During 2014, I re-read a lot of books written by old favourite authors of mine, like the Danish H. C. Branner and the Norwegian Johan Borgen, but I also got a new favourite and that is the Japanese female author Banana Yoshimoto. She writes about urban existentialism and the exhaustion of young Japanese trapped between imagination and reality in contemporary Japan. She does this in a very subdued and - to me - Japanese way with recurrent use of dreams and sense impressions. So far, I have written three books by her, “The Lake” being my favourite, and I can’t wait to read more.
With Miller, Barker and Yoshimoto being my favourites in 2014, it is safe to say that it was a year of female authors for me. Unfortunately, I didn’t get anything published myself, at least not in my own name, as I’ve been very ill all year, but I expect to finish a new short story collection in 2015. Anyway, here is my complete reading list and I hope it will inspire you to read some books yourself:
Baggesen, Jens Immanuel: “Epigrammatisk Billedbog”
Barker, Pat: “Regeneration” (Regeneration trilogy, vol. 1)
Barker, Pat: “The Eye in the Door” (Regeneration trilogy, vol. 2)
Barker, Pat: “The Ghost Road” (Regeneration trilogy, vol. 3)
Bishop, Michael: “Med lidt hjælp fra vennerne og andre science fiction-historier”
Borgen, Johan: “Blåtind”
Borgen, Johan: “Elsebeths Hjerte og andre nye noveller” (“Nye Noveller”)
Borgen, Johan: “Far og Mor og Os”
Borgen, Johan: “Jenny og påfuglen”
Borges, Jorge Luis: “Ficciones”
Branner, H.C.: “Ingen kender natten”
Branner; H. C.: “Legetøj”
Branner, H. C.: “Røde heste i sneen”
Branner; H. C.: “Søskende”
Branner; H. C.: “Thermopylæ”
Burroughs, William S.: “Junky”
Carey, Peter: “Jack Maggs”
Geneser, Kenneth Maximilian: “Petrarcas hemmelighed”
Geneser, Kenneth Maximilian & Lars Holger Holm: “Gotisk”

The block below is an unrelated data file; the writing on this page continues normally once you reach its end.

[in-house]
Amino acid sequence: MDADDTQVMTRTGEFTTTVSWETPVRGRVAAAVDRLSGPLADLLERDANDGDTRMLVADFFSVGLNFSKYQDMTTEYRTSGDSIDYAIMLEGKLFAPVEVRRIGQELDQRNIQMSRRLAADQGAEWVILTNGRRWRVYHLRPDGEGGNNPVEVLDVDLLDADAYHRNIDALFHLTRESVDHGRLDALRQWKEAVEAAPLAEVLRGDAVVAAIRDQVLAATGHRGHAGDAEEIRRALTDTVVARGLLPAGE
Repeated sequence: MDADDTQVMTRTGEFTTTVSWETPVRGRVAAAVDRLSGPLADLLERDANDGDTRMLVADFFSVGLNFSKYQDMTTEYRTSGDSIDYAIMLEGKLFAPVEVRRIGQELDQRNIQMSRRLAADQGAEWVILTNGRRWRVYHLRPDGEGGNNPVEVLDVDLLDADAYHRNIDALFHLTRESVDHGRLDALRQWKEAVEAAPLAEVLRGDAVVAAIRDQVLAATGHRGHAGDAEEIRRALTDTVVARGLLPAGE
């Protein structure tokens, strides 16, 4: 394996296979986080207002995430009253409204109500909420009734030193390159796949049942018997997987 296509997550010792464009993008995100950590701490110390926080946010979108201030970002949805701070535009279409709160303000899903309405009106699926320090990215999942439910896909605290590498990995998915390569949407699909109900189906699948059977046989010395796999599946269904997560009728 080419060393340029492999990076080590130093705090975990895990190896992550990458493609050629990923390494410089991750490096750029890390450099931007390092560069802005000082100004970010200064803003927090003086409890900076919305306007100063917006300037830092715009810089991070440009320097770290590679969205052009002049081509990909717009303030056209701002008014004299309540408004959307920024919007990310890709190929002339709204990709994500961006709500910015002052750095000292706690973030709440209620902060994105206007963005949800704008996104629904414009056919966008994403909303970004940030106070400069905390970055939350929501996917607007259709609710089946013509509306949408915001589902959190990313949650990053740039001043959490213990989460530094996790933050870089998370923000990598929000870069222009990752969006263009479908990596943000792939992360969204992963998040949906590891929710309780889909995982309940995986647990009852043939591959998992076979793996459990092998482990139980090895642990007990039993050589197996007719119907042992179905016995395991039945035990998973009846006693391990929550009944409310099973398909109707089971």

Geneser, Kenneth Maximilian & Lars Holger Holm: “Gotiske forvandlinger/Gotiska förvandlingar”
Genet, Jean: “Querelle de Brest”
Ginsberg, Allen: “Howl, Kaddish and Other Poems”
Kawabata, Yasunari: “Senbazuru” (“Thousand Cranes”)
Kingsley, Charles: “The Water-Babies”
Langberg; Jesper: “Ikke et sekund spildt”
Lyng, Ajatsa: “Jin Boys vol. 5 - The Mariposa Effect”
Malamud, Bernard: “A new Life”
Miller, Madeline: “The Song of Achilles”
Mínervudóttir, Guðrún Eva: “Yosoy”
Murakami, Haruki: “After the Quake”
Murakami, Ryu: “In the Miso Soup”
Nagel, Carsten: “Passionsfrugter & al slags vejr”
Nakamura, Shungiku: “Junjo Romantica”, vol. 16
Niemi, Mikael: “Populærmusik fra Vittula”
Pelevin, Viktor: “The Helmet of Horror”
Rifbjerg, Klaus: “Nansen og Johansen”
Weinreich, Torben: “Kun en tiøre! – og andre sære, sjove, og sørgmodige tekster for børn fra 1800 til 1900”
Weston, Marta Cullberg: “Ditt inre centrum. Om självkänsla, självbild och konturen av ditt själv”
Wiedemann, Finn: “I grunden har vi det jo godt”
Yamada, Taichi: “Strangers”
Yoshimoto, Banana: “Kitchen/Moonlight Shadow”
Yoshimoto, Banana: “N*P”
Yoshimoto, Banana: “The Lake”
Friday, January 02, 2015
New Year’s Resolution 2015
Happy New Year, everybody. I hope you’ll have a great year. Now is the time for New Year’s resolutions and after having spent all of Christmas (expect for the 24th when my daughter was at home) as well as New Year’s Eve on my own, I have a great one for you: spend more time with friends and family members who are ill or disabled. It’ll be very much appreciated as ill and disabled people are often isolated from the rest of the world. At least that’s what has happened to me.